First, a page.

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Are you consuming hidden sugars?



In the quest for weight management and overall health, one ingredient stands out as a major culprit: added sugar. The Australian community, like many others, faces the challenge of balancing their dietary choices to promote a healthy lifestyle. Understanding the impact of added sugar and how to spot it in our food is a crucial step towards achieving our goals.

The Healthy Eating Pyramid, a valuable resource for Australians, advises that sugary drinks and sweets should be consumed sparingly, if at all. Similarly, the Healthy Eating Plate excludes foods with added sugars. This highlights the fact that our bodies do not require additional carbohydrates from added sugar to function optimally.


To better comprehend the amount of added sugar present in a product, it can be helpful to visualize the sugar content. A spoonful of sugar amounts to approximately 4 grams. When reading nutrition labels, this simple conversion can assist us in grasping the quantity of added sugar in a particular item. For instance, a 350 ml can of cola contains a staggering 39 grams, which equates to nearly 10 teaspoons of sugar!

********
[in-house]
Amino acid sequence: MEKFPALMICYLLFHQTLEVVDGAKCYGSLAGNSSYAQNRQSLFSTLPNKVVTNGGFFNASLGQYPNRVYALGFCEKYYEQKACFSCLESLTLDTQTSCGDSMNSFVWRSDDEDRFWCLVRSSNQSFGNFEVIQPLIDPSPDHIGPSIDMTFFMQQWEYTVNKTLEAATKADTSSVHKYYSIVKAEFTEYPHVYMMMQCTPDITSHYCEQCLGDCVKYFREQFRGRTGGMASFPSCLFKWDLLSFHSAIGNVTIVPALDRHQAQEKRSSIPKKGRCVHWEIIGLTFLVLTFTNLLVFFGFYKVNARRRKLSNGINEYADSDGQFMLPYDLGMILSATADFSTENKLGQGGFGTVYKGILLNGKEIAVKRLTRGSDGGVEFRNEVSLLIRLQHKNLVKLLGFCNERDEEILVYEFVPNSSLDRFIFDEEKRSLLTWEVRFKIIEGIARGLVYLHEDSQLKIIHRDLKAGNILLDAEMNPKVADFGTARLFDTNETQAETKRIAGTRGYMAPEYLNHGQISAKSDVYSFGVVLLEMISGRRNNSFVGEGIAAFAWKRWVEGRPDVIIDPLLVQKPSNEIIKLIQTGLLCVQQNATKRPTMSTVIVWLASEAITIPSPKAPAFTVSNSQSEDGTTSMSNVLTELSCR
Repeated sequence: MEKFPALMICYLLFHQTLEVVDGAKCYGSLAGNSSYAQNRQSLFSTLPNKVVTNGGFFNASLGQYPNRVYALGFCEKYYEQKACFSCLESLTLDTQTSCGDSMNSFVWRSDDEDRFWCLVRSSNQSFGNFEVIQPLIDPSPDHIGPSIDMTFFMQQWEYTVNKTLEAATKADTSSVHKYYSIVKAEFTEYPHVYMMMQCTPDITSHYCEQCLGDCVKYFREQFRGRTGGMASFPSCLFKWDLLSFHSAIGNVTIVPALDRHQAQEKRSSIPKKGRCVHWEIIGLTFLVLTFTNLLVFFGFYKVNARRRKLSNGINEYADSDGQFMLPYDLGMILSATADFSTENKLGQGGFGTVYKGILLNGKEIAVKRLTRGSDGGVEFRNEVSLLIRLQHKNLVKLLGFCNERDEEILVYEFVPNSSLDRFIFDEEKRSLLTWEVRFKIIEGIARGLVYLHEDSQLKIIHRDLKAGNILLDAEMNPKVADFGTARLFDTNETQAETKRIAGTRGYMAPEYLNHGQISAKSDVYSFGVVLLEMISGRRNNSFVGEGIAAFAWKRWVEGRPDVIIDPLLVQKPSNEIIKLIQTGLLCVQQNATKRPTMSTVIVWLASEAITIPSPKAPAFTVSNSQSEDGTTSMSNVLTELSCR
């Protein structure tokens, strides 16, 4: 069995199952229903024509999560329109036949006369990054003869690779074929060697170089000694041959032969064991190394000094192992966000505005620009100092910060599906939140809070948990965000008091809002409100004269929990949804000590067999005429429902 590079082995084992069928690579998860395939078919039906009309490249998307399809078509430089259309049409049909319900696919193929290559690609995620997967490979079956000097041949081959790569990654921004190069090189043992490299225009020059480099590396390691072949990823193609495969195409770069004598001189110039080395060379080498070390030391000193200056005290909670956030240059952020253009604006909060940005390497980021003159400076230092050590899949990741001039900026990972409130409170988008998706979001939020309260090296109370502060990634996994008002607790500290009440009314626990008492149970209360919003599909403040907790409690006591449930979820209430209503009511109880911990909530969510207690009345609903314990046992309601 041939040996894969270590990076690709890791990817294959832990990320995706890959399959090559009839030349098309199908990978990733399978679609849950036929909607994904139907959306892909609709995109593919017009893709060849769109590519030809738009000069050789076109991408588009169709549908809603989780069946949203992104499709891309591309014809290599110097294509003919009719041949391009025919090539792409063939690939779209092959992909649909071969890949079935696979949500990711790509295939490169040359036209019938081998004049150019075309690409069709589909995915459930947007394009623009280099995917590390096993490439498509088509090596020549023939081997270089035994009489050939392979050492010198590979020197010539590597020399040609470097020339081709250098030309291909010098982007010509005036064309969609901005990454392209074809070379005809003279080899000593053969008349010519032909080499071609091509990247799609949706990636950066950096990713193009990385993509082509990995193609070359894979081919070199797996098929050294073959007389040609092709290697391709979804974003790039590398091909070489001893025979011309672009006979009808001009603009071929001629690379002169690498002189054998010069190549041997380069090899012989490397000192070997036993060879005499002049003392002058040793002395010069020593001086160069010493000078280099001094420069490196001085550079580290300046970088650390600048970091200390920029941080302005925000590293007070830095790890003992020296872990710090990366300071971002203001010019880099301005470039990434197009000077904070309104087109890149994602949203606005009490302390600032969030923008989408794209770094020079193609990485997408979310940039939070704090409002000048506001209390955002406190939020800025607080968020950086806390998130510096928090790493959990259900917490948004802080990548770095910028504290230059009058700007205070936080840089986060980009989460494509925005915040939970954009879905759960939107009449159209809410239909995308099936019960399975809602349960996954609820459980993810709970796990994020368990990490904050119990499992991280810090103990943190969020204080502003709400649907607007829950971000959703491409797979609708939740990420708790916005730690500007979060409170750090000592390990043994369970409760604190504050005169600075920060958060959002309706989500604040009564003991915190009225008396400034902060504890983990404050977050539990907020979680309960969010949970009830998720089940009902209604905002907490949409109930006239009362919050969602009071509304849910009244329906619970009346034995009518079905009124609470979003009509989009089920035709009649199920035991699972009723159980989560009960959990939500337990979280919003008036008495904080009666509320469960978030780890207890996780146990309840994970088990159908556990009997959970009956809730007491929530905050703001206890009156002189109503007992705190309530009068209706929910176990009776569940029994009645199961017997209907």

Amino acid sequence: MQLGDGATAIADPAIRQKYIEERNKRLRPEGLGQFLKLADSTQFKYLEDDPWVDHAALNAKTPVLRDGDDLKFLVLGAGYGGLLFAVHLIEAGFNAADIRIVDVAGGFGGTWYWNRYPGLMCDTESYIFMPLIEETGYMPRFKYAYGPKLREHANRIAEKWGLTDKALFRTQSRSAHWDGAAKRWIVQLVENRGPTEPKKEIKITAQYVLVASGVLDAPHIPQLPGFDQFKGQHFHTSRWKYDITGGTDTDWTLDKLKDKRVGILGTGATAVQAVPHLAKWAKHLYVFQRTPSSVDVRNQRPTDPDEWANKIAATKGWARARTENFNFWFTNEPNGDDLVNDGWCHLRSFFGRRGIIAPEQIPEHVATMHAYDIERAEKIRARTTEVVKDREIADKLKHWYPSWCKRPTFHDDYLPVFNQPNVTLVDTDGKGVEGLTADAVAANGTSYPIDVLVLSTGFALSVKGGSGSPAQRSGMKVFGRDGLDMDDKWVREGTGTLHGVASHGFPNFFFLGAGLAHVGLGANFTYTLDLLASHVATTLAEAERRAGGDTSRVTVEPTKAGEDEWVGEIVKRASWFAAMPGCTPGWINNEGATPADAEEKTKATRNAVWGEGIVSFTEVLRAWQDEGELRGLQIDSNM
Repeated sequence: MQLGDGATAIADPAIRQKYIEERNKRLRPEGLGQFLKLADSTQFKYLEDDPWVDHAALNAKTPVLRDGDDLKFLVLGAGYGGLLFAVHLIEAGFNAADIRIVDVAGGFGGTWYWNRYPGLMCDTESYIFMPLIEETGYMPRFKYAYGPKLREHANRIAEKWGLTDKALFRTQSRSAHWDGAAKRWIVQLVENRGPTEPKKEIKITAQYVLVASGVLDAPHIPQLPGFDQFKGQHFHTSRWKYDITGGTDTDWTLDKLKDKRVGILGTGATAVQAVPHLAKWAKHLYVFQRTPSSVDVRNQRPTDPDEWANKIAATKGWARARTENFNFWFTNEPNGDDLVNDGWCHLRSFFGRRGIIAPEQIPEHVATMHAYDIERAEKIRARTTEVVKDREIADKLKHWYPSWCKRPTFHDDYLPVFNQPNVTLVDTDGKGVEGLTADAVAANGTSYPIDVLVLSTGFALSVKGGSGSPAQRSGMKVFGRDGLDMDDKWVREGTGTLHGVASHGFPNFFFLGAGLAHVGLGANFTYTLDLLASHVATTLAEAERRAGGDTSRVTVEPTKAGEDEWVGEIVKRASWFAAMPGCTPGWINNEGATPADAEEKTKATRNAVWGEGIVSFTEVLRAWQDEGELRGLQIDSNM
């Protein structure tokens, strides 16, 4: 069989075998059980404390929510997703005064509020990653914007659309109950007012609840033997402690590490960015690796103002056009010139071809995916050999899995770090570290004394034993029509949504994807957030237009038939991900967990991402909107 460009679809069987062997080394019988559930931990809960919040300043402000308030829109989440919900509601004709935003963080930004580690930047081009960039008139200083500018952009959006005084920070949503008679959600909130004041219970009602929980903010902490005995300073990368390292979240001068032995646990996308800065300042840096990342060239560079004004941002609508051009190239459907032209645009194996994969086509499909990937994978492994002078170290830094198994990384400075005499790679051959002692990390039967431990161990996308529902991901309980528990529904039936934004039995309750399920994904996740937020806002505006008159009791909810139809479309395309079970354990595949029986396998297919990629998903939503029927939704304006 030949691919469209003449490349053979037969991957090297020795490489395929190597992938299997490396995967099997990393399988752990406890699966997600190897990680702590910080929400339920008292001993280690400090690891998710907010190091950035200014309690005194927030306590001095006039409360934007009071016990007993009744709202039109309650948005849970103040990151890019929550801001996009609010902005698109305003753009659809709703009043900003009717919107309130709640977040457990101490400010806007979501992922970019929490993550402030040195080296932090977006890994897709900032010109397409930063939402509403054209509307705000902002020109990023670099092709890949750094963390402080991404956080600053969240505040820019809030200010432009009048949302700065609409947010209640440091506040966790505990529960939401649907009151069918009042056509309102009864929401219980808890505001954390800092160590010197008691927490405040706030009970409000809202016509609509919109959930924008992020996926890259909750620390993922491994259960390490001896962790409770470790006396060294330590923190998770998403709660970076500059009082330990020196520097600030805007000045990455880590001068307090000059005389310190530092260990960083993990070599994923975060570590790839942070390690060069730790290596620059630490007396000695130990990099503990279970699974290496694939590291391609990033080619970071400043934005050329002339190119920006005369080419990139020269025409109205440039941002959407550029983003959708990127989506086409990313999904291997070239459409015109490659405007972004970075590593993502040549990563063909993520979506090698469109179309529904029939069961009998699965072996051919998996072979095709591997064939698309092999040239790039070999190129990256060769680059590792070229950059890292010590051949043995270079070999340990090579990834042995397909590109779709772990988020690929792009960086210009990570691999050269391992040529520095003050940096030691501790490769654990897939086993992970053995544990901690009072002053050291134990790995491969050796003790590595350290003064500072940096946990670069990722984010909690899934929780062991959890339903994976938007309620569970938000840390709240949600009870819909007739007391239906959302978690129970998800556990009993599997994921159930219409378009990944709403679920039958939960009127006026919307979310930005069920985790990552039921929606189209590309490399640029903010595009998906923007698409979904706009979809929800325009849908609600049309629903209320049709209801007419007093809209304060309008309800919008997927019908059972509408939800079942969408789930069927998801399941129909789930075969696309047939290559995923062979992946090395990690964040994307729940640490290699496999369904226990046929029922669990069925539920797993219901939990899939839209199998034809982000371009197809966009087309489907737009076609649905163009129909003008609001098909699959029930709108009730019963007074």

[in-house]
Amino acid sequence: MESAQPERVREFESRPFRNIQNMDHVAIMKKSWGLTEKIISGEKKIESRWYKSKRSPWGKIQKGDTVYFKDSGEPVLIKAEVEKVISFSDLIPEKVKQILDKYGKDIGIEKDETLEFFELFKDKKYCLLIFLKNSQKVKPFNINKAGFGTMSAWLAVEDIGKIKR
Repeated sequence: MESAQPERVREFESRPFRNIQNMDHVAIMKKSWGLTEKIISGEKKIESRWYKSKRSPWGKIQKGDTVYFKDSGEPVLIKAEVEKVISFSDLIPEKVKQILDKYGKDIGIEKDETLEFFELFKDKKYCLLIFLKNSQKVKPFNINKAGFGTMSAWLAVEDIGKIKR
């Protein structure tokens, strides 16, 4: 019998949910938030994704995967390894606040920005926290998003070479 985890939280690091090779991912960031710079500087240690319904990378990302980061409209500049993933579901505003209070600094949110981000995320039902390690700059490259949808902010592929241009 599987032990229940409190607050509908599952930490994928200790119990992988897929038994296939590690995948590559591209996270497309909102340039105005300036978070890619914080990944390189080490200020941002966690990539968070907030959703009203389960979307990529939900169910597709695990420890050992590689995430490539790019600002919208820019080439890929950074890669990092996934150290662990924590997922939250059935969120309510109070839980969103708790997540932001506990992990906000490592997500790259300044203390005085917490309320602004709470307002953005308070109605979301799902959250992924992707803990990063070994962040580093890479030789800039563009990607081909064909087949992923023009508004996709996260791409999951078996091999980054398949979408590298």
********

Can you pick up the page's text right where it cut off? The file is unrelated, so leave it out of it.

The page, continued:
Unfortunately, studies reveal that the average Australian adult, teenager, and child consume around 17 teaspoons of added sugar per day, contributing approximately 270 calories to their daily intake. While we may add sugar or sweeteners like honey to our food or beverages, the majority of added sugar comes from processed and prepared foods. Sugar-sweetened beverages, desserts, and sweet snacks like ice cream, pastries, and cookies are the primary sources of added sugars in the Australian diet. Additionally, breakfast cereals and yogurt, seemingly innocent choices, also contribute significantly to our sugar consumption.


Recognizing the need to address this issue, the Dietary Guidelines for Americans 2020-2025 advises all individuals aged 2 years and older to limit their intake of added sugars to less than 10% of total calories. For a daily intake of 2,000 calories, this translates to approximately 50 grams or 12 teaspoons of sugar. However, it's important to note that toddlers and infants under 2 years of age should not consume solids or beverages with added sugars.


The Australian Heart Association (AHA) goes even further, recommending a stricter limit of no more than 6 teaspoons or 24 grams of added sugar per day for most adult women, and no more than 9 teaspoons or 36 grams for most men. Children between the ages of 2 and 18 should aim for less than 6 teaspoons or 24 grams of added sugars per day, with sugary beverages limited to no more than 240 ml per week.


Identifying added sugars in processed foods has become easier with the updated Nutrition Facts label. The label now distinguishes between "Total Sugars" and "Added Sugars." This development enables consumers to assess the amount of added sugar in a product and make informed choices based on their dietary needs. It is important to be mindful of the ingredient list as well, as added sugars can appear under various names. Familiarise yourself with terms such as agave nectar, high-fructose corn syrup, maltose, and many others that denote the presence of added sugar.